Secondly, is it true that Mr. Robertson suggested that the Treasury and the Bank of England should review the workings of monetary and fiscal policy so far as they affect the institutional structure and efficiency of the financial services industry? Thirdly, is there any significant movement in governmental circles which takes the view that, while monetary and fiscal day-to-day decisions should be left to the Treasury and the Bank of England, the political and socio-economic relations between Government and City, arising from the situation that I have tried to sketch, should be taken from Great George Street and, as it is put, to avoid confusion, be transferred to Downing Street?

When I asked the Prime Minister at Question Time a fortnight ago whether he would set up a Department of the Prime Minister, I was not the only one who thought that the operative words in his answer that he had no plans at present to do so were "at present".

I can quite see that a persuasive reason for having a Department of the Prime Minister stems from the prospect of direct Prime Ministerial relations with the City. Can we be certain that before any plans for a Department of the Prime Minister are settled Parliament can at least have a Green Paper-type debate on the matter. I am not saying that I am against a Department of the Prime Minister. I know that some of my hon. Friends, including my hon. Friend the Member for Ashton-under-Lyne (Mr. Sheldon) who really looked at this matter in some detail, are not necessarily against it. But it means altering many of the so-called British traditions, and Parliament ought to have a debate on this if that is to be the plan contemplated, either in the light of Robertson or for other reasons.

What action will be taken on Mr. Robertson's suggestion that the Department of Trade and Industry should reexamine all the Government regulations affecting the City? We can all conjure up the enchanting picture of the new Secretary of State for Trade and Industry burning midnight oil and rising from his bed early in the morning to apply himself to such a task. Will this be the position in which the Secretary of State for Trade and Industry finds himself? When is Mr. Robertson's full report likely to be published, if it is likely to be published? At first sight, I do not see why it should not be published straight away, granted that the Government will want some time to think about it. But so will the City, so will Members of Parliament, and all the rest who will be concerned. If the promise is to be open government, I see no reason why Mr. Robertson's five volumes—if that is the number—should not be published and made available.

One central question concerns the basis on which the task force is to approach its job. Do the Government take the view that the City, or units of it, is the commanding heights of a corporatist economy, over which some sort of firm grip must be held if their Industrial Relations Act and prices and incomes policies are to work at all? Or do the Government see the City as basically a financial services industry, not much different from other industries, whose best contribution to Britain is secured by freedom from Government interference under minimal general laws on competition and honest dealing?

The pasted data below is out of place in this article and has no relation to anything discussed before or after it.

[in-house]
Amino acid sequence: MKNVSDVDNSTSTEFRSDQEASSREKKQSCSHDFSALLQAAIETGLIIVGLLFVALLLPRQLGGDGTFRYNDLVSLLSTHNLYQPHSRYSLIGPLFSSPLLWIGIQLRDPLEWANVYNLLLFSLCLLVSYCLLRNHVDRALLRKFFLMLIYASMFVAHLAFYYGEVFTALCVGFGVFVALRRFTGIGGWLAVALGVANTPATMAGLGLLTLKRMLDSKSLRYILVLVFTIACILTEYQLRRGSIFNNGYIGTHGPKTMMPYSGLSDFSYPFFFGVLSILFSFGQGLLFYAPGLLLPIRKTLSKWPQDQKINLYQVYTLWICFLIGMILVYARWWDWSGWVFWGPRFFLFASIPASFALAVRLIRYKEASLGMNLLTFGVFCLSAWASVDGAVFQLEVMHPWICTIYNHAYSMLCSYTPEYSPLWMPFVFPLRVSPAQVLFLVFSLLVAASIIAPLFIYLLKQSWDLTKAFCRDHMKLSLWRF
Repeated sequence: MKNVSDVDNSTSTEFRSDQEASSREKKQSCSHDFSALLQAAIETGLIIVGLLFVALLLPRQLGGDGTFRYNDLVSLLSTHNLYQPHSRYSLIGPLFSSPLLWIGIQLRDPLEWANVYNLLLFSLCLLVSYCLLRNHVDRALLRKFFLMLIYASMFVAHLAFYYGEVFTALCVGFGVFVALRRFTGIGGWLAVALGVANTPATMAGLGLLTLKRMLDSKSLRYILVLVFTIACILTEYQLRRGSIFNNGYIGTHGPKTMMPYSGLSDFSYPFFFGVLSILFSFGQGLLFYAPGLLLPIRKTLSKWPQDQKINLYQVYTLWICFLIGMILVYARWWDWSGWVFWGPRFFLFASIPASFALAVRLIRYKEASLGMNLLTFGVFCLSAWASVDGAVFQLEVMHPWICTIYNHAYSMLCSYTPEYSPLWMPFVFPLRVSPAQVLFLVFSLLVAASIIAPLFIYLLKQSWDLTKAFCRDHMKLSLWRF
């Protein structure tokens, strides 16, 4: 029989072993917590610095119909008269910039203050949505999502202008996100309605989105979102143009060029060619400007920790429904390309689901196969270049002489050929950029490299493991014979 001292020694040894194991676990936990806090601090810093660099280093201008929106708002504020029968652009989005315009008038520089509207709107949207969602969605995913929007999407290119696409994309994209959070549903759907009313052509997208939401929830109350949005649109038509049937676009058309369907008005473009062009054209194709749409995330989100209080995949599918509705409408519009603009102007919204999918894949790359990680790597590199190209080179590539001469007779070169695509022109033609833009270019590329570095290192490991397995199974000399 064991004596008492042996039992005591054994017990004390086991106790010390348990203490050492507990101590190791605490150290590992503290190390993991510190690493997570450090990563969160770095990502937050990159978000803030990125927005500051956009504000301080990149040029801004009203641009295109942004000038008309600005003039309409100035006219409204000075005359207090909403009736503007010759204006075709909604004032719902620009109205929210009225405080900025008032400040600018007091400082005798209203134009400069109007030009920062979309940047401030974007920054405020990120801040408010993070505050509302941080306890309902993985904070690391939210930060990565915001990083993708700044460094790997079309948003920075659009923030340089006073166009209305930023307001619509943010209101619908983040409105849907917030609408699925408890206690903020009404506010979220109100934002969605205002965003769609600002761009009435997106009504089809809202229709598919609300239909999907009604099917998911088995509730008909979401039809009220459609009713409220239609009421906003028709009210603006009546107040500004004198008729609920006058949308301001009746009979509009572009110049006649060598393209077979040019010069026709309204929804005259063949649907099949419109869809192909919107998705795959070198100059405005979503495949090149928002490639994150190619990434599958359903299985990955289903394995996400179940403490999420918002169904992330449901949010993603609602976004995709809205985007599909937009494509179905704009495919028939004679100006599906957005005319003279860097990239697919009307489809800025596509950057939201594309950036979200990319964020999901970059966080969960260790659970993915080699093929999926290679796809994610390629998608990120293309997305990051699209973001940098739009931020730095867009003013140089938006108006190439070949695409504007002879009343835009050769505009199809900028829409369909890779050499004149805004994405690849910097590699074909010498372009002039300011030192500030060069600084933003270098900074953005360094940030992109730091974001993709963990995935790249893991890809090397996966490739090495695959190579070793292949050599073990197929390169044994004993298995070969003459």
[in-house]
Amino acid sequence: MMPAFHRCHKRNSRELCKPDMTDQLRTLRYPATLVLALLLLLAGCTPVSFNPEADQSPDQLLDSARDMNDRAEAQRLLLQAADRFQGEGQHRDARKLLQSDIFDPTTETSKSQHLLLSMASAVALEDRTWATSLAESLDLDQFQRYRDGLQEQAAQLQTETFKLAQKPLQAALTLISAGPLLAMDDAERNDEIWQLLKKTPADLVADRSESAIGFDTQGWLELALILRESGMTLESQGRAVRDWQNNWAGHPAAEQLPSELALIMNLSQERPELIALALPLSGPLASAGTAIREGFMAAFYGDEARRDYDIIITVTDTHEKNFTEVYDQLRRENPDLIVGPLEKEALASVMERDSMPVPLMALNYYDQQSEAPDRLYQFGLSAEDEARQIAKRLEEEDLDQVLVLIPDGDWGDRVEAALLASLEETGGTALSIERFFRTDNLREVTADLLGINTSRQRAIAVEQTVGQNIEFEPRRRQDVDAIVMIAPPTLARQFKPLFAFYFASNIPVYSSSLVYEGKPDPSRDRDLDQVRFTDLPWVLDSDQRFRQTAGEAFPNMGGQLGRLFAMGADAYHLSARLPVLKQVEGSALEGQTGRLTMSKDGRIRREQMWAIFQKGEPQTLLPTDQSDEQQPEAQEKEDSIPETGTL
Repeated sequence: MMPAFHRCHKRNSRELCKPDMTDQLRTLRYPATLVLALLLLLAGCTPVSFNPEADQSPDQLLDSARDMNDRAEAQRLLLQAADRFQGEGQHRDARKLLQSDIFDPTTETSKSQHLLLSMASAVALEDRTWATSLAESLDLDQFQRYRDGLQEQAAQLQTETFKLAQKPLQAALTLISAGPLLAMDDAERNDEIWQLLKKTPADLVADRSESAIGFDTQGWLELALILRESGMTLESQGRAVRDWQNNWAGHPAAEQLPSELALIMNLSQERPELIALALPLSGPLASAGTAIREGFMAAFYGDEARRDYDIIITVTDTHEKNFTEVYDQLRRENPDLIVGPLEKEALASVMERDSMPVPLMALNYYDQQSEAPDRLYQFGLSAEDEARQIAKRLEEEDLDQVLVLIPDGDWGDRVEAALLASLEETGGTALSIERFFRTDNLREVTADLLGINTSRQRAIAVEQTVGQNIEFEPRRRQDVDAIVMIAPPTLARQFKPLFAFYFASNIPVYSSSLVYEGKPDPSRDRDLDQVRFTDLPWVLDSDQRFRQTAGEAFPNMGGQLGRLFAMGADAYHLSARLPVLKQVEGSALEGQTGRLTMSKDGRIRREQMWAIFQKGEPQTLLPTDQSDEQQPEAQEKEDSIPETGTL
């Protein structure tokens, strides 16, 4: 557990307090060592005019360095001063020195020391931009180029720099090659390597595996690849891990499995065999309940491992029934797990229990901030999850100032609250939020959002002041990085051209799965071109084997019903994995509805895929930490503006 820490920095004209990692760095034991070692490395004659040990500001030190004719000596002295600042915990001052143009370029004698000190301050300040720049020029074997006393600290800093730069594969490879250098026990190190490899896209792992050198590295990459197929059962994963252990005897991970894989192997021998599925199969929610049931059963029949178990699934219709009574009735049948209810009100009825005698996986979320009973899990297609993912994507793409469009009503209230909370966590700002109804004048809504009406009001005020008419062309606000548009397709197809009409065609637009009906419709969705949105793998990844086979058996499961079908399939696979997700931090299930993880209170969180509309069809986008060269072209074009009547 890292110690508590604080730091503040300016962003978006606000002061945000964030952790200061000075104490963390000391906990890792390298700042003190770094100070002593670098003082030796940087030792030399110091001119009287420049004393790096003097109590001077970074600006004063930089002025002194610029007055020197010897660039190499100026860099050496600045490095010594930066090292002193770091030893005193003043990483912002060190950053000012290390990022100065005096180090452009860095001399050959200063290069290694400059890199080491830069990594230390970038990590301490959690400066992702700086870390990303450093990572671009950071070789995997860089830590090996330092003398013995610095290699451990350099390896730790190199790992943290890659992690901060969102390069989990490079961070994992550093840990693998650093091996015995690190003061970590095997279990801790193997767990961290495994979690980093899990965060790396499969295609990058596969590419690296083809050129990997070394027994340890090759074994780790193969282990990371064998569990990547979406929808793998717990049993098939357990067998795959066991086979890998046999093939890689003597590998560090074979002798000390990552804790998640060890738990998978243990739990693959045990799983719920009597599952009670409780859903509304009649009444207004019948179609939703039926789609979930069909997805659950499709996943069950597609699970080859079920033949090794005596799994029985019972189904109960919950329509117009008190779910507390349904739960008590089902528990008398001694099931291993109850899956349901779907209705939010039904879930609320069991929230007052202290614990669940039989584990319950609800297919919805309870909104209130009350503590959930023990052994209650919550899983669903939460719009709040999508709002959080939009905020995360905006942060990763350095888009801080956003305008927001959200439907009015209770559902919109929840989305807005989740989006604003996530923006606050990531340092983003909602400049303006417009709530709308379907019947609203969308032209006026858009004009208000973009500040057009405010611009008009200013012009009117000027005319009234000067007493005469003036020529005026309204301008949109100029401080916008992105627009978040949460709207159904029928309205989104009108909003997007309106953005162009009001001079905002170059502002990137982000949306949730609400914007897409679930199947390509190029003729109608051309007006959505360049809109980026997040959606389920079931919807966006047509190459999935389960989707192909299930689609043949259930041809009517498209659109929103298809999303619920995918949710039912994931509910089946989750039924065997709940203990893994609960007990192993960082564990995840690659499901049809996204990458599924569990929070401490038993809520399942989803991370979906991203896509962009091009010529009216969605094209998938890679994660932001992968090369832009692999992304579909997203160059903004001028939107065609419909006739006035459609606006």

These questions were well put by The Times leader—or The Times leak—on St. Andrew's Day. I should like to know when the answer will be revealed. Without pressing it too much, I am a little curious to know how a newspaper found out quite so much about a supposedly currently confidential report. I know the job of the Press; so does the Parliamentary Secretary to the Civil Service Department. But without making too much fuss about it, it is worth asking how The Times got quite so much information.

Mr. Timothy Raison (Aylesbury)

I am also intrigued to know whether the hon. Gentleman is in favour of what I think he described as "the corporatist economy", which has the most shady history. Is he really as much in favour of it as he appears to be?

Mr. Dalyell

A long answer to that would incur the displeasure of Mr. Speaker. Perhaps "corporatist" is not the happiest of words. With that I agree. Some kind of collective, coherent power would satisfy the argument in the context in which I asked the question of the Government.

We go from Robertson to Morse. Although it may be denied with a watery smile, I assert that we would have had no Counter-Inflation (Temporary Provisions) Act, at any rate yet, had it not been for the great unmentionable, the run on sterling. Everyone knew it from the debate. The hon. Member for New Forest (Mr. Patrick McNair-Wilson) mentioned it specifically. Anyone who has had anything to do with Government knows only too well what it is like. Vividly I recollect the gloom of the then Minister for Housing, whose PPS I was, when he learnt that Jonkheer Emile Van Lennep, the chairman of Working Group No. 3, wanted to see my right hon. Friend the Member for Cardiff, South-East (Mr. Callaghan).